I suggest everyone stop giving any sort of tips or gifts to people until you can do so without any expectation of anything in return. Until then, you are coercing payment or gratitude out of someone. And it is meaningless in that case.

It is no secret that the suicide rate climbs during the holiday season. And likely for all of the reasons I have touched on. The darkness and cold can really be hard for some people. The songs alone can drive someone to the grave. There is a commonly held belief that one should spend time with their loved ones around the holiday. For some people, for many reasons, that is simply not possible, but it is such a strong belief that it can cause feelings of guilt, worthlessness and/or loneliness. And then there is this whole expectation to give, which can really stress some people out, emotionally and financially.

And one final thing I need to mention about this holiday season. And that is the Christian element. It is obvious to anyone using logic that the stories from the bible are fables. They aren’t even original stories. The virgin birth and the martyr rising from the dead have shown up in several spiritual writings before Christianity was even invented. The Christmas holiday was a pagan celebration of the winter solstice long before it was co-opted to celebrate the ‘birth of Christ’. I’m fine with people having whatever religious beliefs they want, but I would appreciate if they could also understand that they are beliefs, not truths. They are not shared by everyone, and they are certainly not the “true meaning of Christmas.”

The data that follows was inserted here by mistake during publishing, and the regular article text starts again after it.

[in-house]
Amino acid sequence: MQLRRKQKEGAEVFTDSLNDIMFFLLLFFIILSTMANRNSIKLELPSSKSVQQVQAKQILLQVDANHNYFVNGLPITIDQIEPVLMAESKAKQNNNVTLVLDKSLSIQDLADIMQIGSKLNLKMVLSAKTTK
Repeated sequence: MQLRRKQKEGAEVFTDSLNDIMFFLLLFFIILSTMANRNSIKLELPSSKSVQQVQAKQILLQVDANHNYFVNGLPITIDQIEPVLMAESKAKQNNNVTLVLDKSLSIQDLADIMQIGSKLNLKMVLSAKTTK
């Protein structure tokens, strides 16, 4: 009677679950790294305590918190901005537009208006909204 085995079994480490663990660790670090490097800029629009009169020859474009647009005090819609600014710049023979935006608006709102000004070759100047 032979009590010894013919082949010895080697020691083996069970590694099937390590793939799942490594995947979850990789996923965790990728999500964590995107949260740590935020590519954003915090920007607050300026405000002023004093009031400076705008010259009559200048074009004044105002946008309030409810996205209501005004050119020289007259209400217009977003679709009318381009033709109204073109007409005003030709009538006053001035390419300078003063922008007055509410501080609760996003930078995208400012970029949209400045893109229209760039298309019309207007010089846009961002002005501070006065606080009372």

Technically the true and original meaning of the holiday is the Winter Solstice; a celebration that the days are going to start getting longer again and soon we can be shirtless and playing in the sunshine. 



So go ahead and enjoy your holiday however you like. If you’re into materialism, go for it. If you believe in celebrating your religion, go for it. If you like bright lights and awful songs, enjoy them. Most of what goes on in the name of Christmas is not my idea of something worthwhile but I don’t want to stop anyone’s fun. Even if you want to invite me to a holiday party, I would probably go, unless it involved a gift exchange. Despite what impressions you might be getting from these confessions, I'm a happy, fun, party guy. I will happily engage in merriment at any time.

I’m not asking for much, but I do humbly request that we all take some time out to stop and think about the implications of what and how we are celebrating this time of year. And verify that the beliefs, values and traditions we are espousing and teaching to our children are what we really intend.